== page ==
13 June 2016

Fragments vs MetAP2: reversible inhibitors

Methionine aminopeptidases, or MetAPs, cleave the N-terminal methionine residue from newly translated proteins. The human enzyme MetAP2 is a potential target for obesity, as demonstrated by the impressive clinical results of beloranib. But this drug hasn't been approved, and patients have died while taking it. Beloranib is an irreversible inhibitor that may also hit other targets, so researchers at Takeda California have been seeking non-covalent inhibitors. They report their results in two recent papers in Bioorg. Med. Chem. Lett.

In the first paper, Zacharia Cheruvallath and colleagues describe a biochemical fragment screen of ~5000 fragments (11-19 non-hydrogen atoms) conducted at 0.1 mM. This produced an impressive number of hits (110 compounds with > 20 % inhibition), which were triaged based on both ligand efficiency and LLE, ultimately yielding 16 interesting fragments. In particular, fragment 6 is remarkably potent.
Crystallography was not successful for any of the fragments. Undeterred, the researchers performed classic “SAR by catalog” (and corporate collection) to develop a binding model. This quickly revealed that the hydroxyl group was unnecessary. It also suggested that one of the indazole nitrogen atoms might be interacting with an active site metal ion, and that the bromine might be pointing towards a hydrophobic pocket where the side chain of the methionine substrate normally binds. Growing led to compound 16, and a closely related compound was characterized crystallographically bound to the protein, confirming the model. Further optimization led to compound 38, with low nanomolar potency in both biochemical and cell-based assays, excellent selectivity against a panel of >100 other targets, good oral bioavailability, and reasonable pharmacokinetics. This compound caused dose-dependent weight loss in a mouse model of obesity.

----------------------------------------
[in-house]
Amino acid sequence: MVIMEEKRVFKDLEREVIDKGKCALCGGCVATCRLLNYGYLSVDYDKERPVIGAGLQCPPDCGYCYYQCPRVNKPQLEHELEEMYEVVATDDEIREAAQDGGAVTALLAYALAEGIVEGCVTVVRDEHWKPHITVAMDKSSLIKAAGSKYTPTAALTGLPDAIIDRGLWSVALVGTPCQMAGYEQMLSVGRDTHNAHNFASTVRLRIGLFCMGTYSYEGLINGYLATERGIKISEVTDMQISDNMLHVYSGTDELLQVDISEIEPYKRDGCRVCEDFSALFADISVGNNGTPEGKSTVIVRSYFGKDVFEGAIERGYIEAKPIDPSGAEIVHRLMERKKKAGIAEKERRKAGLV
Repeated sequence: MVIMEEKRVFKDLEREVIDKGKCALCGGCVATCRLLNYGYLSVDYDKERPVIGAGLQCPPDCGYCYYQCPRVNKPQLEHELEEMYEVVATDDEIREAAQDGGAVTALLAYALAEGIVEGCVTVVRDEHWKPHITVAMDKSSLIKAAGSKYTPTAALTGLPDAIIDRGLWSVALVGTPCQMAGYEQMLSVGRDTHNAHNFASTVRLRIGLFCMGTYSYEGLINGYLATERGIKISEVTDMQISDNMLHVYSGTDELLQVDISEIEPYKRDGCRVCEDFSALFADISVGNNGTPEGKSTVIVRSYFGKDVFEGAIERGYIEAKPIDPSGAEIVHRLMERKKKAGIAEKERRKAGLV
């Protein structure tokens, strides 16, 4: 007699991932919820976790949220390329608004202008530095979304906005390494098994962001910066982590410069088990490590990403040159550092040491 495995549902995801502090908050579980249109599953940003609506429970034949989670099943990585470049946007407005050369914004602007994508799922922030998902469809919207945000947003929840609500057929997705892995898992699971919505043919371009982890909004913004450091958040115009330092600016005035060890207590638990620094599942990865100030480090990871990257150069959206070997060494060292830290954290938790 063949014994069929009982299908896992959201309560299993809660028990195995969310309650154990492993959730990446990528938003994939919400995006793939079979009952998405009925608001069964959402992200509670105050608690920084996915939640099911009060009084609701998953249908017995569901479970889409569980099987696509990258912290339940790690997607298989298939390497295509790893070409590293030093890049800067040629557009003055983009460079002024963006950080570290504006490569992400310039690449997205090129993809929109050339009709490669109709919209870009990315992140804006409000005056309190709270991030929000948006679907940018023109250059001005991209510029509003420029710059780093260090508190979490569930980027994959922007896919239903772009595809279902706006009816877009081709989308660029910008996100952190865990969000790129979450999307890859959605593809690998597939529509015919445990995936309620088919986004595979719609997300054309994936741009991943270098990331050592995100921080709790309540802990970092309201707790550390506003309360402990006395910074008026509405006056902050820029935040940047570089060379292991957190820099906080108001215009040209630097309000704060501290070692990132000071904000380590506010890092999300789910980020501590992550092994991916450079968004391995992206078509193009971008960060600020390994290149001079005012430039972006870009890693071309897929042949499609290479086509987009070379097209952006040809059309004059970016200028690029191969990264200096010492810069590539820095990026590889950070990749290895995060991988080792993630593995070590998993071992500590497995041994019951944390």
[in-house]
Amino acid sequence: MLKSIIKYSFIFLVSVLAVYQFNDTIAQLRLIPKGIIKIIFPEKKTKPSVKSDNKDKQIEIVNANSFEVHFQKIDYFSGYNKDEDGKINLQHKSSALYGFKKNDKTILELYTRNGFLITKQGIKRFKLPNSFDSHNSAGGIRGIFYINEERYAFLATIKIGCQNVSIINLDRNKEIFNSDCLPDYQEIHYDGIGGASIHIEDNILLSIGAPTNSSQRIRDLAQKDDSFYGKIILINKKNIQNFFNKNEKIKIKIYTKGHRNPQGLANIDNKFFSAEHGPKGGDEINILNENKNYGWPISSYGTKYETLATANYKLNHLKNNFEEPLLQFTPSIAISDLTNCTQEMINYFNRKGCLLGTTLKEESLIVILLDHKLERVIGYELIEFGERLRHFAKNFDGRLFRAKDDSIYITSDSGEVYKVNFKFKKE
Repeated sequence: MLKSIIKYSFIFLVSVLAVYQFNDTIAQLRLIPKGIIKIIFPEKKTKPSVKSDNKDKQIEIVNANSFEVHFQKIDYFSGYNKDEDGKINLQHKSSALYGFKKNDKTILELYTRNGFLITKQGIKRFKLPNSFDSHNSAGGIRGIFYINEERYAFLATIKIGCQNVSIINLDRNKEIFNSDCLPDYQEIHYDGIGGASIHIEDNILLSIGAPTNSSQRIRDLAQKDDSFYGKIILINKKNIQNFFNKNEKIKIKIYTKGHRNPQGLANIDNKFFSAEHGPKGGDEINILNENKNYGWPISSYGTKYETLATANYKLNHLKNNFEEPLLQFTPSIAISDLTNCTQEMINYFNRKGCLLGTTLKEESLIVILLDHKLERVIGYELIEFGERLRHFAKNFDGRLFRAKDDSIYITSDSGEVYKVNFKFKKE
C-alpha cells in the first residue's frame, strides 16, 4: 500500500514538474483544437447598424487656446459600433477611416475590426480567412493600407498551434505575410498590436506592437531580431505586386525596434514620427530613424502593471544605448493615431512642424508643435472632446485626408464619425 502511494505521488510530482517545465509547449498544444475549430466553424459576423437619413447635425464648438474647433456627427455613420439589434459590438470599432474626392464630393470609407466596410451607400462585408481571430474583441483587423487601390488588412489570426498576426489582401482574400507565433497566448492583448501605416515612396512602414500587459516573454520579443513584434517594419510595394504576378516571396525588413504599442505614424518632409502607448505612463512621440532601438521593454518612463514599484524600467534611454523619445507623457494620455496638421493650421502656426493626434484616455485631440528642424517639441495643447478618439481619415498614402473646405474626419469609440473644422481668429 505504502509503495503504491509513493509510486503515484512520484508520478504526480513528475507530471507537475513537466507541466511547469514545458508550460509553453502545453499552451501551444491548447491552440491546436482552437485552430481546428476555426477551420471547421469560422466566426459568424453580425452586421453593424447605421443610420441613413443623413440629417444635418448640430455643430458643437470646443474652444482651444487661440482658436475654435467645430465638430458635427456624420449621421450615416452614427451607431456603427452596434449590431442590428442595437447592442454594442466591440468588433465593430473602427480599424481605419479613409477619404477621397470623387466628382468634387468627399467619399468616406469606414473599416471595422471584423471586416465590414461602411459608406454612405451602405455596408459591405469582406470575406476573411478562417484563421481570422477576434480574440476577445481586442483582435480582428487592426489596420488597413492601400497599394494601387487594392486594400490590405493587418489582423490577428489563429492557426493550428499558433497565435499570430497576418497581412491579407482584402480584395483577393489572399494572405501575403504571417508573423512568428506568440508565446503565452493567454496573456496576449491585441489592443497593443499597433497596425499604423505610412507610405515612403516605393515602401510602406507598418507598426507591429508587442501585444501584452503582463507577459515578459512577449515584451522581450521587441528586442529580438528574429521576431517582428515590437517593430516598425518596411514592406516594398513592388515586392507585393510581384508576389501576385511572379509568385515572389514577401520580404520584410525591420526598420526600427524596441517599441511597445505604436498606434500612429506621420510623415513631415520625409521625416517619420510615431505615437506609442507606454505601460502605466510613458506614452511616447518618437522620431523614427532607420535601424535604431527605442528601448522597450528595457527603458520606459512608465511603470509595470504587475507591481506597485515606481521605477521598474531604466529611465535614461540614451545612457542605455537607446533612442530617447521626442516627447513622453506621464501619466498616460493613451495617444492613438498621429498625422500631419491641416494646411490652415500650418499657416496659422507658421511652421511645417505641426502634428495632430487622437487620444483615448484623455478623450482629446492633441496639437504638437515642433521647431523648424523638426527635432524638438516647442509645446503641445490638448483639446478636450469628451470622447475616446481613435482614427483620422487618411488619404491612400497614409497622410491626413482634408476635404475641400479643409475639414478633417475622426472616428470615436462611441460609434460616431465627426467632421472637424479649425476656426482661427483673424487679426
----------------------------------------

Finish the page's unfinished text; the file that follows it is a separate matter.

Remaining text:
The second paper, by Christopher McBride and colleagues, involved more dramatic changes to the fragment. The indazole 4 is very potent, but indazoles are quite common in the literature, so the researchers sought to scaffold-hop to a novel core. This led them to design compound 6’, and using some of the SAR from the previous series ultimately led to compound 10. As with compound 38 above, this compound showed good cell-based activity, acceptable pharmacokinetics, oral bioavailability, and a clean profile against > 100 off-targets at 10 ┬ÁM. It also showed measurable weight loss in a rodent model of obesity.

The question sometimes arises as to how many fragment hits are necessary for a program to move forward. These two papers show that a single fragment can be elaborated to two very different lead series with animal efficacy. In contrast to some of our recent posts, these efforts did not initially require crystallography. There are many ways to advance fragments, and no single technique is essential.

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